Good question, Charles. Why was Kota Kinabalu called Api-Api? Actually, KK was known by a number of names besides Api-Api.
Let me tell you a short history of KK. The city started as a small fishing village. Because there are no written records of that very early settlement we don’t know when Bajau fishermen started a kampong there. However, we do know that except for a narrow strip of land hugging the foothills, there was little flat land in Api-Api. And we also know that the Bajaus of the old days were fond of building their houses directly over the water. So KK was just a cluster of attap-roofed dwellings built near or over the water.
|Api-Api circa 1905|
The areas all along the coast were covered with mangrove trees. I discovered only recently that there are thousands of varieties of mangrove and that the trees are natural protective cover along the coasts and river banks besides supporting wild life. They also act as filters which release clean water out into the sea.
|Mangrove trees at KK Wetlands|
Anyway, to go back to the question ‘why Api-Api?’ Some people say it was named Api-Api because of the many fires which destroyed the town from as early as 1901—just one year after a few shophouses had been built by Chinese traders who had relocated to KK after their shops were burnt in Pulau Gaya. (The NB Chartered Company started a trading post on the island in September 1882, hence the presence of shops.)
Some say it was because there were many fireflies in Api-Api. A version of this story went like this: A white man, just picking up some Malay words, was walking in the village when he saw this swarm of fireflies lighting the dark night and he exclaimed in his tottering Malay, “Api! Api!” The story about the sighting was spread by the white man’s companions. Thus the village got its name.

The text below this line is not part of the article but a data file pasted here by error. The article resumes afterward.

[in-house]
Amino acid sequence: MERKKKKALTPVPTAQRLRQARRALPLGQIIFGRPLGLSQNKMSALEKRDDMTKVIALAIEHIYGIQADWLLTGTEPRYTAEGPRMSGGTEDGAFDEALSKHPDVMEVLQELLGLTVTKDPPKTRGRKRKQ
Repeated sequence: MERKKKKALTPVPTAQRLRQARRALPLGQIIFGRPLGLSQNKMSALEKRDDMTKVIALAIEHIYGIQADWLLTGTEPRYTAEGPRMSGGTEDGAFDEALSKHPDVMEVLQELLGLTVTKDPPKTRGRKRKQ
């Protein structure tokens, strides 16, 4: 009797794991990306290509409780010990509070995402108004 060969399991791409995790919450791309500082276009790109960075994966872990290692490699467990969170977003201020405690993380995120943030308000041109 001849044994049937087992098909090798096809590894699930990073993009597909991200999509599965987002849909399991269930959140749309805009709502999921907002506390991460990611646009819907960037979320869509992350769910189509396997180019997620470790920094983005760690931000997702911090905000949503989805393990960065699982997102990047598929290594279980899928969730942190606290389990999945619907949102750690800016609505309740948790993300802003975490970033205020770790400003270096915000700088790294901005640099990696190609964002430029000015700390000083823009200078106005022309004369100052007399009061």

Don’t believe any of them! Didn’t the village have a name before the fires? Would the village be nameless if that white man had not uttered ‘Api! Api!’?
|Avicennia, a type of mangrove|
I tell you what I came across through my search for the answer to this question. A place is usually named by the people who lived in it or frequented it. And they usually choose a name which has something to do with the place… a natural landmark (a mountain, a big tree,) types of plants, etc… because these have been there from the very beginning. Remember Tanjung Aru, Pulau Gaya, Keningau?
So, my dear reader, KK used to be called Api-Api not because of fires or fireflies or some fancy fairy tales but because a type of mangrove called api-api (Avicennia) grew there in profusion.
The British renamed Api-Api ‘Jesselton’ after Sir Charles Jessel who was Vice Chairman of the NB Chartered Company. Now two questions for you: when was the town renamed Kota Kinabalu and why?